Beheaded Female Scandinavian Hiker Could’ve Been Killed by Terrorists

Two female hikers from Norway and Denmark were found dead in the Moroccan mountains with signs of brutal murder. According to local sources, the police are currently studying unverified footage of a killer using a blade to hack a blond woman’s head from her shoulders.

The killing of the Scandinavian tourists in Morocco, who were beheaded in the mountains earlier this week, is being investigated as a terrorist act, the local police confirmed to AFP.

Four Moroccan men are suspected of the murder of Maren Ueland from Norway and Louisa Vesterager Jespersen from Denmark. At least one of the suspects has previously been linked to an unnamed terrorist group, the prosecution in Rabat confirmed.

“Based on the information the police have about the suspects, they can not rule out the fact that they belong to a radical Islamic environment”, Boubker Sabik, spokesman for the Moroccan National Council said, as quoted by AFP.

Several arrests have been made so far. The first Moroccan suspect was arrested in Marrakesh on Tuesday morning. The police found his ID card near the crime scene. He was also likely to have been caught on a camcorder in the mountain village of Imlil, which serves as a base camp for climbers bound for Toubkal. During the interrogation, the man reportedly pointed out three fellow culprits. A few hours later, another two men were arrested. The suspects camped near the place where the women were found dead, both inside and outside the tent. An unnamed police source told AFP that one had been decapitated, while the other had a serious throat wound.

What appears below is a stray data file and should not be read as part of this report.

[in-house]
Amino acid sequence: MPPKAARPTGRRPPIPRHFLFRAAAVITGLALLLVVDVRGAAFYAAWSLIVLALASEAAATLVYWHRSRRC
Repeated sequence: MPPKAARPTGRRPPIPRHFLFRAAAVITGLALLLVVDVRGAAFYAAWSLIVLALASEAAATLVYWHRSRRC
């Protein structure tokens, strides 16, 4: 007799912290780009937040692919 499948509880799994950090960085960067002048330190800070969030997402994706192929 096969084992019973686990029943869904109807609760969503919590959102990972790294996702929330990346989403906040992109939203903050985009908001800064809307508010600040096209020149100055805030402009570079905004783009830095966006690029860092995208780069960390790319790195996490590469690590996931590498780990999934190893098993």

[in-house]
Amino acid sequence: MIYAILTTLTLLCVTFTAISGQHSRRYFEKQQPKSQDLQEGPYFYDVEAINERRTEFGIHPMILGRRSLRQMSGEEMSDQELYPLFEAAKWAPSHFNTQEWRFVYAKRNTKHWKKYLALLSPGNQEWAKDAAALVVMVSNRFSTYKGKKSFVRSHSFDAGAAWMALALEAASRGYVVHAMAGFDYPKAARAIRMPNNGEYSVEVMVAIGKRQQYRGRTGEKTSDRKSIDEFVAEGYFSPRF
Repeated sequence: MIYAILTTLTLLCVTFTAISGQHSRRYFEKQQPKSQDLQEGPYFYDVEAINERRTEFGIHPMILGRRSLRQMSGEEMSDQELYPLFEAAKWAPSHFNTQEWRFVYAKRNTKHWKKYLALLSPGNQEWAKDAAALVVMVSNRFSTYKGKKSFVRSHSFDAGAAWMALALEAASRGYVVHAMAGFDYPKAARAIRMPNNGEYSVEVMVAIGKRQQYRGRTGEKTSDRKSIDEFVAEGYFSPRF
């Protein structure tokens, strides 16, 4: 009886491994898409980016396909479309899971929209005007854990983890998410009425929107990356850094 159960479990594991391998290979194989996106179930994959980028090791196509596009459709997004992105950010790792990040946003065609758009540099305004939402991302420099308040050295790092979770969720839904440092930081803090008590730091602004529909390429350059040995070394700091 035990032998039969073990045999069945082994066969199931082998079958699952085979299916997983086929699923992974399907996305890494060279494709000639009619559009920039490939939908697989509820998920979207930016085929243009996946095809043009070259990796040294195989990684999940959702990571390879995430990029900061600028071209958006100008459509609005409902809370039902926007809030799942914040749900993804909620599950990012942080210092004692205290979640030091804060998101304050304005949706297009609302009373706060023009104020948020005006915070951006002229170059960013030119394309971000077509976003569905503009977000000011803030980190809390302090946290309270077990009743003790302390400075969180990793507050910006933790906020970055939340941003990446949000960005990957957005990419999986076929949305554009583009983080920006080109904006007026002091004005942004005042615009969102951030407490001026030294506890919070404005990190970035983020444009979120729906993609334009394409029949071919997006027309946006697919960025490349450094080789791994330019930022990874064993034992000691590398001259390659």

Albrecht Hofheinz, associate professor of Middle Eastern Studies at the University of Oslo, argued that terrorism in Morocco cannot be ruled out completely.

“Morocco is a relatively safe country, according to the Foreign Ministry. There has been little terrorist activity in the country in recent years, and as far as I know, there are no areas in the country that are controlled by terrorist networks”, Hofheinz told national broadcaster NRK.

Nevertheless, Morocco was the site of terrorist attacks in 2003 and 2011 in Casablanca and Marrakesh respectively. In recent years, about 1,000 Moroccan youths have joined various terrorist groups in the Middle East.

According to Hofheinz, al-Qaeda*, which has a certain foothold in North Africa, is more likely than Daesh* to have carried out the attack. Still, he argued, there is an impression that the borders between crime and terrorism are quite fluid.

“The states in the area are often quick to blame terrorists, but I think we should be careful in claiming these killings to be terrorism. At the same time, it is impossible to exclude it”, Hofheinz said.

The 28-year-old Norwegian woman was on a backpacking trip with her 24-year-old Danish girlfriend. They had travelled to Morocco on a Christmas holiday. On Sunday evening they set up their tent path in the Atlas Mountains on their way up to the Toubkal peak, the tallest in North Africa and the entire Arab world. On Monday, the two women were found dead, their throats slit.

Following the brutal killing, both Denmark and Norway changed their travelling advise. Under new safety provisions, it is now not advised to visit mountain areas alone, without a guide.

The Atlas Mountains,where the killing occurred, is a popular area that attracts many hikers from around the world.


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